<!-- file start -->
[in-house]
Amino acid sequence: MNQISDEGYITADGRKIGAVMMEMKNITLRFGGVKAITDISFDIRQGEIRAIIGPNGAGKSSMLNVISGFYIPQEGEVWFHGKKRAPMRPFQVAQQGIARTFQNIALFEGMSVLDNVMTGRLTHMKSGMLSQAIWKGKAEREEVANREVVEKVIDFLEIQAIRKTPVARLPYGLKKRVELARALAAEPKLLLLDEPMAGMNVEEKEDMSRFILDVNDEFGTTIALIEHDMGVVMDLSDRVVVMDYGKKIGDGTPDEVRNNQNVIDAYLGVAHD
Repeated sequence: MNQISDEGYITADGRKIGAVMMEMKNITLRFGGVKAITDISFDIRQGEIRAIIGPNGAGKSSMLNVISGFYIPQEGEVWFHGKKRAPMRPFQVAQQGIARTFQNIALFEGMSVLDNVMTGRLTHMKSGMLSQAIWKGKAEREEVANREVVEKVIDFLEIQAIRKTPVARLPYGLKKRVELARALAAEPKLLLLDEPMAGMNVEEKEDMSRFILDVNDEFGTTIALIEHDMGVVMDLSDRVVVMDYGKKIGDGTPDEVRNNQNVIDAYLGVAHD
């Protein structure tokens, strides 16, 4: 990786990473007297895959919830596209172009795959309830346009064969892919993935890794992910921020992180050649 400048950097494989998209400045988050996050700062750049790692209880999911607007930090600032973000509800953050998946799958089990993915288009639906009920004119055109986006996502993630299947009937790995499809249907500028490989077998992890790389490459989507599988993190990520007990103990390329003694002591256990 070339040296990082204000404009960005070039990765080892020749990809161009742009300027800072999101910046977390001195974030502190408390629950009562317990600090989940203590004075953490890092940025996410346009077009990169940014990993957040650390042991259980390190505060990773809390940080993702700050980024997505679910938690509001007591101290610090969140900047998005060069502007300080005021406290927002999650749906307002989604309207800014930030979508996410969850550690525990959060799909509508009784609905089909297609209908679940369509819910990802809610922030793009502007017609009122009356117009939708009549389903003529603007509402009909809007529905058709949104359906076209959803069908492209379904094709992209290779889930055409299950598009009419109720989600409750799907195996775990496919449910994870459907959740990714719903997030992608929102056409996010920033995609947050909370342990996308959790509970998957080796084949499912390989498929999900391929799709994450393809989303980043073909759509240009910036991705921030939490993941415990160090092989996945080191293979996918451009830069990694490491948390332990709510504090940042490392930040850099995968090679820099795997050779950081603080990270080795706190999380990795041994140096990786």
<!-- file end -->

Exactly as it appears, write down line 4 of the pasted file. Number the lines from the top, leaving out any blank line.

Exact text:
């Protein structure tokens, strides 16, 4: 990786990473007297895959919830596209172009795959309830346009064969892919993935890794992910921020992180050649 400048950097494989998209400045988050996050700062750049790692209880999911607007930090600032973000509800953050998946799958089990993915288009639906009920004119055109986006996502993630299947009937790995499809249907500028490989077998992890790389490459989507599988993190990520007990103990390329003694002591256990 070339040296990082204000404009960005070039990765080892020749990809161009742009300027800072999101910046977390001195974030502190408390629950009562317990600090989940203590004075953490890092940025996410346009077009990169940014990993957040650390042991259980390190505060990773809390940080993702700050980024997505679910938690509001007591101290610090969140900047998005060069502007300080005021406290927002999650749906307002989604309207800014930030979508996410969850550690525990959060799909509508009784609905089909297609209908679940369509819910990802809610922030793009502007017609009122009356117009939708009549389903003529603007509402009909809007529905058709949104359906076209959803069908492209379904094709992209290779889930055409299950598009009419109720989600409750799907195996775990496919449910994870459907959740990714719903997030992608929102056409996010920033995609947050909370342990996308959790509970998957080796084949499912390989498929999900391929799709994450393809989303980043073909759509240009910036991705921030939490993941415990160090092989996945080191293979996918451009830069990694490491948390332990709510504090940042490392930040850099995968090679820099795997050779950081603080990270080795706190999380990795041994140096990786």